Saturday, May 18, 2013
Invited to a friend's house for dinner, I thought I'd bring dessert. Not just any dessert, Chocolate Stout Cake, that Bruce Aidells recipe. It looks like a regular boring ol' chocolate cake but it's the best chocolate cake ever. And it went over exceptionally well with the dinner hosts, one of which claims he doesn't have a sweet tooth.
I made it exactly the same way as before and the results were just as astounding. The recipe is perfect and reproducible. This time around I was able to shave off an hour of the time it took me the first time.
Wednesday, May 15, 2013
With some frozen bananas donated from coworkers I looked for a bread recipe. Yonetta has a couple of Nutella banana breads pinned so I thought I should give one of those a go. I liked the idea of this one because of the two it looked more swirled. Sure, I judged by the photos. For whatever reason I'm a sucker for a swirl. Not a swirlie, swirls. Since I don't get frenzied over bananas, a gluten-free option so I could share at work was in order.
Nutella Banana Bread, Gluten-Free
adapted from Baking with Basil
click to print
2 1/3 c Pamela's Artisan gluten-free flour blend
1 tsp baking powder
1 tsp baking soda
1/2 tsp salt
1 1/4 c mashed ripe banana (about 3 bananas)
6 tbsp unsalted butter, softened
1/2 c sugar
1/2 c packed brown sugar
1 tsp vanilla extract
2 large eggs, room temperature
1/2 c Nutella
Butter a 9-inch loaf pan. Preheat oven to 350°F if using a metal pan, 325°F if using a glass dish.
In a medium bowl, whisk together flour, baking powder, baking soda and salt.
In a large mixing bowl, beat together banana, butter, sugar, brown sugar, and vanilla until combined, about 2 minutes.
Beat in eggs, one at a time, until fully incorporated.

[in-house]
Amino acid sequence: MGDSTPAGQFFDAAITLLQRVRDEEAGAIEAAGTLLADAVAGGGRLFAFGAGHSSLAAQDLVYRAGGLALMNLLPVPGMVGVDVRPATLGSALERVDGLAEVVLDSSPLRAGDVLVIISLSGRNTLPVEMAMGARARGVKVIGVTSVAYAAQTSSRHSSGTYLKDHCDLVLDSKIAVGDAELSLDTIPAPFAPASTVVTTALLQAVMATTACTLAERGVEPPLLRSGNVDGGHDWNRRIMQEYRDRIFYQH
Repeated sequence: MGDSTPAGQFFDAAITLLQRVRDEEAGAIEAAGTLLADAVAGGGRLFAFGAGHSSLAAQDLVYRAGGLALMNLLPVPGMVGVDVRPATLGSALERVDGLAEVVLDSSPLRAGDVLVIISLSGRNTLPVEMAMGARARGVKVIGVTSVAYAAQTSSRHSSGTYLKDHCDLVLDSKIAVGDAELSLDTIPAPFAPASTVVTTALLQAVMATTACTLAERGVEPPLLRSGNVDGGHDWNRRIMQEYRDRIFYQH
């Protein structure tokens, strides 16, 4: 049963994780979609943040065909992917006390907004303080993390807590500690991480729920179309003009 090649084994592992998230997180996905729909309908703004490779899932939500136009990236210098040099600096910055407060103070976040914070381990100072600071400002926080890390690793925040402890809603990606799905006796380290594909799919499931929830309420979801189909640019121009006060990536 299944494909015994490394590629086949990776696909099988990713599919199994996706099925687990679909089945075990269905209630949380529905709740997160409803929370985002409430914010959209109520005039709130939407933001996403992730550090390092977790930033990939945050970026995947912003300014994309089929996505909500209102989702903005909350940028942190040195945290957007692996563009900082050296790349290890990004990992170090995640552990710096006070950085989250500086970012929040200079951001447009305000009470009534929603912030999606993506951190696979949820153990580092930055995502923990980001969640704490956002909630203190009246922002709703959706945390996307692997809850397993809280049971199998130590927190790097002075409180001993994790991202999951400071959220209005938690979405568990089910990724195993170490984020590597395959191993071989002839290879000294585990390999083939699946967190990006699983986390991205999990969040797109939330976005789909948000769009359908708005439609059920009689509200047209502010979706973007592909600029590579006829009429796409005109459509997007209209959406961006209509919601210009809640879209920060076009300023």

Beat in flour mixture just until combined.
Transfer 1/3 of batter into a separate bowl.
In a small glass bowl, heat Nutella in microwave for about 15 seconds and stir.
Stir warmed Nutella into reserved third of batter.
Place 1/2 of banana batter in loaf pan, spread evenly. Add layer of Nutella batter, add layer of banana batter. Using a knife, gently swirl batter.
The batter was so thick, I just blobbed it in rather than trying to get it in layers.
Bake for 50-60 minutes, or until a toothpick inserted into bread comes out with a few crumbs.
Cool on a wire rack about 30 minutes; remove from dish and cool completely.
Yeah, so my bread didn't turn out with the swirls I was so enamored of. Gluten-free batters tend to be thicker than non-gluten-free batters and I hadn't considered that when layering the batter portions. Had I a little more patience, I could've made it work but as it turns out, it wasn't that important to me.
Otherwise, the bread turned out just as expected, banana flavored with a hint of chocolaty nuttiness. None of the bread went to waste at work though one slice was enough for me.
- Pamela's flour: $2.25
- unsalted butter: $0.42
- sugar: $0.20
- brown sugar: $0.15
- vanilla extract: $0.08
- eggs: $0.61
- Nutella: $2
Sunday, May 12, 2013